Last week I went to a local Laundromat to wash three quilts that were too big for our home washing machine. I picked a particular Laundromat with the help of online reviews. According to Yelp, the attendant at this particular Laundromat—Helen is her name—made it one of the best spots in town.
The Laundromat opened at 6 a.m. but the attendant started her day at 8 a.m. I had arrived before 8 and set the quilts to wash, with no one else in the Laundromat. Once Helen arrived she began bustling around the machines, wiping down the sorting tables, turning on fans and the like.
A young man came in, with no obvious load of laundry. Helen welcomed him and opened the “see attendant for key” restroom, telling him to leave his backpack nearby so she could watch it for him. Not long after he left, having done no laundry, the scene was repeated, this time with a young couple. I came to realize these folks were likely homeless. Shelter options for the homeless in our community during the summer months are few. Helen was graciously providing a much needed service that had nothing to do with laundry—a clean and safe restroom offered up with a welcoming smile and a measure of dignity.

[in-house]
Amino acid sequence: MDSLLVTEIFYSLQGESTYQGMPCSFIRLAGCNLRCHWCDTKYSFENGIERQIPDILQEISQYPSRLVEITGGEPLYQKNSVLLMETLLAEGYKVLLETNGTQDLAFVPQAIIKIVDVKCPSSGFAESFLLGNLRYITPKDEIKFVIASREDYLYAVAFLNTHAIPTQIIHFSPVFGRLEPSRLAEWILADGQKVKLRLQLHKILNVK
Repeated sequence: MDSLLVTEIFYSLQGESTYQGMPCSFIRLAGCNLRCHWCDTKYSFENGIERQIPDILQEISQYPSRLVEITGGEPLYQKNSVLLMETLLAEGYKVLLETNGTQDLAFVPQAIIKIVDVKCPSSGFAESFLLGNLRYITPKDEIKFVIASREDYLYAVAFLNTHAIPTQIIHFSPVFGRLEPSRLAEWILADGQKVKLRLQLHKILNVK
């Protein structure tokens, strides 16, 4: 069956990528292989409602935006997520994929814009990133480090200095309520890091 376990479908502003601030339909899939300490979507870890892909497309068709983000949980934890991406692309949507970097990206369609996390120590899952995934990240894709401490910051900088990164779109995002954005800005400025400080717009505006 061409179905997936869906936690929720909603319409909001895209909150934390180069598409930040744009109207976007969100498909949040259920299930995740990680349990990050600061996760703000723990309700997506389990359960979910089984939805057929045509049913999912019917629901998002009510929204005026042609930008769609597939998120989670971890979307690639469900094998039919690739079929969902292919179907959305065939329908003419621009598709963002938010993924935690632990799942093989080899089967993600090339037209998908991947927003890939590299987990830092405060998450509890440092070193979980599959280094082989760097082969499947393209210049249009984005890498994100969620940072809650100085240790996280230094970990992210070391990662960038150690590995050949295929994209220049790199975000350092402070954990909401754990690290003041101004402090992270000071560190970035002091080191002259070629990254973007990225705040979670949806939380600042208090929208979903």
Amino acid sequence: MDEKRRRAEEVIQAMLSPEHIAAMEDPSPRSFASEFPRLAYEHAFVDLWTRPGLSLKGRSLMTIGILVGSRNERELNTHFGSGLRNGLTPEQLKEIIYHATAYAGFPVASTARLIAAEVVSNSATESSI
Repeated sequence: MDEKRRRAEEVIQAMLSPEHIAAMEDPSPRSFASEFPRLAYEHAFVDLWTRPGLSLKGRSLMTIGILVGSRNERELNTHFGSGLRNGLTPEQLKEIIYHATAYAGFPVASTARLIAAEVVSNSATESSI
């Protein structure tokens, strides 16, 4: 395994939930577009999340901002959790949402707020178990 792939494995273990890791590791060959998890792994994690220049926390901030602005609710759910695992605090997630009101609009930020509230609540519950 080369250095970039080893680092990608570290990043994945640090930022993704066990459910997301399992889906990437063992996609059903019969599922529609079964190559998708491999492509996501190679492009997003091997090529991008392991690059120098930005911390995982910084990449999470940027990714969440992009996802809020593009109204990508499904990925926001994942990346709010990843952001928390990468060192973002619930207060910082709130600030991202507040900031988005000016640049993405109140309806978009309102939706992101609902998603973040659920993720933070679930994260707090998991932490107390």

I can’t help but think about all the Helens out there who take a job and make it their ministry. You might say that Helen and those like her take the secular and make it sacred.
As we observe Labor Day today, I encourage us all to re-read the ELCA Social Statement, Sufficient, Sustainable Livelihood for All, adopted by the Churchwide Assembly in 1999. There we, as a church, confess, “We tend to view economic life by how it affects us personally. The cross of Christ challenges Christians to view this arena through the experience of those of us who are impoverished, suffering, broken, betrayed, left out, without hope.”
If we view economic life as Helen does, through the experience of those of us who are impoverished, suffering, homeless, without hope, how can we take the secular in our lives and make it sacred?
Linda Post Bushkofsky is executive director.
Photo by author. Used with permission.